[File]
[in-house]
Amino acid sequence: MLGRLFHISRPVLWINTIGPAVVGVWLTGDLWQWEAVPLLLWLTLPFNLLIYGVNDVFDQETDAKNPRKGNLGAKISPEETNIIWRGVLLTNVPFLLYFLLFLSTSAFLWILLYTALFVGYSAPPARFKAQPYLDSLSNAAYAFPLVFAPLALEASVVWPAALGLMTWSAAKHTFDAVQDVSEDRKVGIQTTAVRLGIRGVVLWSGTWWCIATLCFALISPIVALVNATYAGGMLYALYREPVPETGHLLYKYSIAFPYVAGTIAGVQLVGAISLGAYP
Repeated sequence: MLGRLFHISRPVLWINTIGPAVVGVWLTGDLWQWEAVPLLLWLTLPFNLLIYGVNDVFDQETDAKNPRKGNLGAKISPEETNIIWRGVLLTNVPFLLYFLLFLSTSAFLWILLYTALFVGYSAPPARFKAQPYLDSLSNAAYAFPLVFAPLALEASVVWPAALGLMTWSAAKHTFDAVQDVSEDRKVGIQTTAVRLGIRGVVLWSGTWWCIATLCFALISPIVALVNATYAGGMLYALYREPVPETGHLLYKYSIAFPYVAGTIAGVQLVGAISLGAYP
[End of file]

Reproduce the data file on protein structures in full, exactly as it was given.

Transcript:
[in-house]
Amino acid sequence: MLGRLFHISRPVLWINTIGPAVVGVWLTGDLWQWEAVPLLLWLTLPFNLLIYGVNDVFDQETDAKNPRKGNLGAKISPEETNIIWRGVLLTNVPFLLYFLLFLSTSAFLWILLYTALFVGYSAPPARFKAQPYLDSLSNAAYAFPLVFAPLALEASVVWPAALGLMTWSAAKHTFDAVQDVSEDRKVGIQTTAVRLGIRGVVLWSGTWWCIATLCFALISPIVALVNATYAGGMLYALYREPVPETGHLLYKYSIAFPYVAGTIAGVQLVGAISLGAYP
Repeated sequence: MLGRLFHISRPVLWINTIGPAVVGVWLTGDLWQWEAVPLLLWLTLPFNLLIYGVNDVFDQETDAKNPRKGNLGAKISPEETNIIWRGVLLTNVPFLLYFLLFLSTSAFLWILLYTALFVGYSAPPARFKAQPYLDSLSNAAYAFPLVFAPLALEASVVWPAALGLMTWSAAKHTFDAVQDVSEDRKVGIQTTAVRLGIRGVVLWSGTWWCIATLCFALISPIVALVNATYAGGMLYALYREPVPETGHLLYKYSIAFPYVAGTIAGVQLVGAISLGAYP